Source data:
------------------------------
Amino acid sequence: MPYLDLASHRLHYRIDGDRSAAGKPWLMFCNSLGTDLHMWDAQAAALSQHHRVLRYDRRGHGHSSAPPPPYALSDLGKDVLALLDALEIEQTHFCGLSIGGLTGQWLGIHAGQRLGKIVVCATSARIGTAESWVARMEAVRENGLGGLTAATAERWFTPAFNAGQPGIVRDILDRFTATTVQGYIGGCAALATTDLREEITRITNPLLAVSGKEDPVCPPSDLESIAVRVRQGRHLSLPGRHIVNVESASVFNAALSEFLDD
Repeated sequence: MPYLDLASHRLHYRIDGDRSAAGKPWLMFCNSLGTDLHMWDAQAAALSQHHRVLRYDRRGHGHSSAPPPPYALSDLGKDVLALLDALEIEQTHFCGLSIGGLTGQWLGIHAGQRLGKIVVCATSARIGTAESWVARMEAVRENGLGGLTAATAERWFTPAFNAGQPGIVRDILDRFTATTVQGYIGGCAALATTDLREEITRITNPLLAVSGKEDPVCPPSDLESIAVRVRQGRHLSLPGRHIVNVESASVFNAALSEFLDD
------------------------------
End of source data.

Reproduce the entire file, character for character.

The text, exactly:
Amino acid sequence: MPYLDLASHRLHYRIDGDRSAAGKPWLMFCNSLGTDLHMWDAQAAALSQHHRVLRYDRRGHGHSSAPPPPYALSDLGKDVLALLDALEIEQTHFCGLSIGGLTGQWLGIHAGQRLGKIVVCATSARIGTAESWVARMEAVRENGLGGLTAATAERWFTPAFNAGQPGIVRDILDRFTATTVQGYIGGCAALATTDLREEITRITNPLLAVSGKEDPVCPPSDLESIAVRVRQGRHLSLPGRHIVNVESASVFNAALSEFLDD
Repeated sequence: MPYLDLASHRLHYRIDGDRSAAGKPWLMFCNSLGTDLHMWDAQAAALSQHHRVLRYDRRGHGHSSAPPPPYALSDLGKDVLALLDALEIEQTHFCGLSIGGLTGQWLGIHAGQRLGKIVVCATSARIGTAESWVARMEAVRENGLGGLTAATAERWFTPAFNAGQPGIVRDILDRFTATTVQGYIGGCAALATTDLREEITRITNPLLAVSGKEDPVCPPSDLESIAVRVRQGRHLSLPGRHIVNVESASVFNAALSEFLDD